Aggregate: key figures

Published on 7 February 2008

Aggregate consists of mineral particles (small pieces of rock). The names given to different types of aggregate depend on the size of the particles, which varies between 0 mm and 125 mm: fillers, fine sand, sand, chippings, gravel and ballast.

There are three categories of aggregate, depending on the origin of the rock. These are alluvial aggregates, massive rock aggregates (volcanic or calcareous) or recycled aggregates. Geologically, aggregates are extremely varied.

They are the essential raw material for the building and civil engineering sectors and provide concrete with its skeleton, accounting for 70% of its volume.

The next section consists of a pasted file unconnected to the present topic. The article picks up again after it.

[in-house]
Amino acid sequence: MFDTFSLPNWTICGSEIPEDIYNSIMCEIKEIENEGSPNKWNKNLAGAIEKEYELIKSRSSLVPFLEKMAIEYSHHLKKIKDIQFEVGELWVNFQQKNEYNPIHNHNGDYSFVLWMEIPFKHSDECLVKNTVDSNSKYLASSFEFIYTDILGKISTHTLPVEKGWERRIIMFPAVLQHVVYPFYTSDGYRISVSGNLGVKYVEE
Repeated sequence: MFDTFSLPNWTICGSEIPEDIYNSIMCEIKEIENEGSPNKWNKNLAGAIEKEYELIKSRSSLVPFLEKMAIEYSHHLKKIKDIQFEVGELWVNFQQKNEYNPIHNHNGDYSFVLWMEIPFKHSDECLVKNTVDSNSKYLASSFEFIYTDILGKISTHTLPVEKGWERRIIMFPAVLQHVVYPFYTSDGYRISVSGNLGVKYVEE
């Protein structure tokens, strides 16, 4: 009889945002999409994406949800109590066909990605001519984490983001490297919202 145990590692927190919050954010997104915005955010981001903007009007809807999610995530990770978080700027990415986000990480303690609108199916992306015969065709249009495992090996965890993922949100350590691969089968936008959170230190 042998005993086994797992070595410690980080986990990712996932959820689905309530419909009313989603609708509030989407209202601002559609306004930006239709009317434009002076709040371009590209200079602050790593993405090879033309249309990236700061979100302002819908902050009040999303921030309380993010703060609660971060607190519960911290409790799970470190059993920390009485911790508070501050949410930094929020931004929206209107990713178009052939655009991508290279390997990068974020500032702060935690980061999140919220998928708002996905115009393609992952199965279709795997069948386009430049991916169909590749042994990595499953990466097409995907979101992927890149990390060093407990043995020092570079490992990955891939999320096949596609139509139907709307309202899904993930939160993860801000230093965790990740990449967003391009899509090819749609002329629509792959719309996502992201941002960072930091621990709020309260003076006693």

Building construction : 80 million tonnes per year (20 %)

Public Works : 320 million tonnes per year (80 %)

TOTAL : 400 million tonnes per year

Which translates into 7 tonnes per inhabitant per year (20 kg per day)
of which a total of 130 million tonnes (30%) are used to manufacture concrete.

Each day it is necessary to produce 1 million tonnes of aggregate to meet needs.

Production breaks down as follows:

* Alluvial aggregate 40 %

* Calcareous aggregate 25 %

* Igneous aggregate 30 %

* Recycled aggregate 5 %

A house: 100 to 300 tonnes of aggregate

A secondary school: 2,000 to 4,000 tonnes of aggregate

One kilometre of motorway: 20,000 to 30,000 of aggregate

One kilometre of highway: 10,000 to 15,000 tonnes of aggregate

One kilomtre of railway: 12,000 à 16,000 tonnes of aggregate